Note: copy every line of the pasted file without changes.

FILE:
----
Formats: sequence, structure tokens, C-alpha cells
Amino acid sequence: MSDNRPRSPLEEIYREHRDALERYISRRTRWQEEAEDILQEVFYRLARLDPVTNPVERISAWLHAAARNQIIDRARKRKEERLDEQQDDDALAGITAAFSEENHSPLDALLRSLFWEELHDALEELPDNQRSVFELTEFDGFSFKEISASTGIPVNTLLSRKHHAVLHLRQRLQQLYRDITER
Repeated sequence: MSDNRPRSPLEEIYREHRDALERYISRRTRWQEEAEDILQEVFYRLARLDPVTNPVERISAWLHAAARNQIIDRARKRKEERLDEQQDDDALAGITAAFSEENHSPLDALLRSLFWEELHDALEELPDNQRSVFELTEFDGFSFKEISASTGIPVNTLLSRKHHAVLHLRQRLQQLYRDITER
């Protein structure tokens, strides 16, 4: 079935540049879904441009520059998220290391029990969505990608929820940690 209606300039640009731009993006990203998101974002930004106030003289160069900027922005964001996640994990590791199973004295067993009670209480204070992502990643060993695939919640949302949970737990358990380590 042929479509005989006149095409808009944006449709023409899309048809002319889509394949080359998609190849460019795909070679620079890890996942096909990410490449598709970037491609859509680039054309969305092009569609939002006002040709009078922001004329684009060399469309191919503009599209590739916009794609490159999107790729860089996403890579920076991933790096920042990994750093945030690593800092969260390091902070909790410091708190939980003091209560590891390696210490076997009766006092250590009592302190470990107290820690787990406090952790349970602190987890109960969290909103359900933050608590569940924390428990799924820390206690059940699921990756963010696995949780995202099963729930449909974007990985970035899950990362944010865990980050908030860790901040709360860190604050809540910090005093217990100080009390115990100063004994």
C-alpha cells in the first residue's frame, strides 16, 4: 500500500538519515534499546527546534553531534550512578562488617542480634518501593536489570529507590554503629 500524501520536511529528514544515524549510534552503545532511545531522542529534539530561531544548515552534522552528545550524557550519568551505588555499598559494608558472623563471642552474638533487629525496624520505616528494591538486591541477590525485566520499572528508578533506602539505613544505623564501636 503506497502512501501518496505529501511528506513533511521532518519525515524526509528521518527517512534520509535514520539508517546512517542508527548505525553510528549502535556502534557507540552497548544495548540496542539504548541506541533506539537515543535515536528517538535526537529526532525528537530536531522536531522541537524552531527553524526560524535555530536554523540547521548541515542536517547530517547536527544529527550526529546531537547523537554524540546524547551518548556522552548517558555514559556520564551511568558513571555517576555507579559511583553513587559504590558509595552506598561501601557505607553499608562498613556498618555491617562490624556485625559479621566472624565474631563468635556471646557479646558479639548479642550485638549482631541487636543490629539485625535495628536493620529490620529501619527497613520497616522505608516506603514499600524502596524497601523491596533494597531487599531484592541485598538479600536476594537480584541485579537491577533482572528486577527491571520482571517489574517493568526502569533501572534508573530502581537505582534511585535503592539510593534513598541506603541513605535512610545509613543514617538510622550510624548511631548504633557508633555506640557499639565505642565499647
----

Formats: sequence, structure tokens, C-alpha cells
Amino acid sequence: MSDNRPRSPLEEIYREHRDALERYISRRTRWQEEAEDILQEVFYRLARLDPVTNPVERISAWLHAAARNQIIDRARKRKEERLDEQQDDDALAGITAAFSEENHSPLDALLRSLFWEELHDALEELPDNQRSVFELTEFDGFSFKEISASTGIPVNTLLSRKHHAVLHLRQRLQQLYRDITER
Repeated sequence: MSDNRPRSPLEEIYREHRDALERYISRRTRWQEEAEDILQEVFYRLARLDPVTNPVERISAWLHAAARNQIIDRARKRKEERLDEQQDDDALAGITAAFSEENHSPLDALLRSLFWEELHDALEELPDNQRSVFELTEFDGFSFKEISASTGIPVNTLLSRKHHAVLHLRQRLQQLYRDITER
């Protein structure tokens, strides 16, 4: 079935540049879904441009520059998220290391029990969505990608929820940690 209606300039640009731009993006990203998101974002930004106030003289160069900027922005964001996640994990590791199973004295067993009670209480204070992502990643060993695939919640949302949970737990358990380590 042929479509005989006149095409808009944006449709023409899309048809002319889509394949080359998609190849460019795909070679620079890890996942096909990410490449598709970037491609859509680039054309969305092009569609939002006002040709009078922001004329684009060399469309191919503009599209590739916009794609490159999107790729860089996403890579920076991933790096920042990994750093945030690593800092969260390091902070909790410091708190939980003091209560590891390696210490076997009766006092250590009592302190470990107290820690787990406090952790349970602190987890109960969290909103359900933050608590569940924390428990799924820390206690059940699921990756963010696995949780995202099963729930449909974007990985970035899950990362944010865990980050908030860790901040709360860190604050809540910090005093217990100080009390115990100063004994």
C-alpha cells in the first residue's frame, strides 16, 4: 500500500538519515534499546527546534553531534550512578562488617542480634518501593536489570529507590554503629 500524501520536511529528514544515524549510534552503545532511545531522542529534539530561531544548515552534522552528545550524557550519568551505588555499598559494608558472623563471642552474638533487629525496624520505616528494591538486591541477590525485566520499572528508578533506602539505613544505623564501636 503506497502512501501518496505529501511528506513533511521532518519525515524526509528521518527517512534520509535514520539508517546512517542508527548505525553510528549502535556502534557507540552497548544495548540496542539504548541506541533506539537515543535515536528517538535526537529526532525528537530536531522536531522541537524552531527553524526560524535555530536554523540547521548541515542536517547530517547536527544529527550526529546531537547523537554524540546524547551518548556522552548517558555514559556520564551511568558513571555517576555507579559511583553513587559504590558509595552506598561501601557505607553499608562498613556498618555491617562490624556485625559479621566472624565474631563468635556471646557479646558479639548479642550485638549482631541487636543490629539485625535495628536493620529490620529501619527497613520497616522505608516506603514499600524502596524497601523491596533494597531487599531484592541485598538479600536476594537480584541485579537491577533482572528486577527491571520482571517489574517493568526502569533501572534508573530502581537505582534511585535503592539510593534513598541506603541513605535512610545509613543514617538510622550510624548511631548504633557508633555506640557499639565505642565499647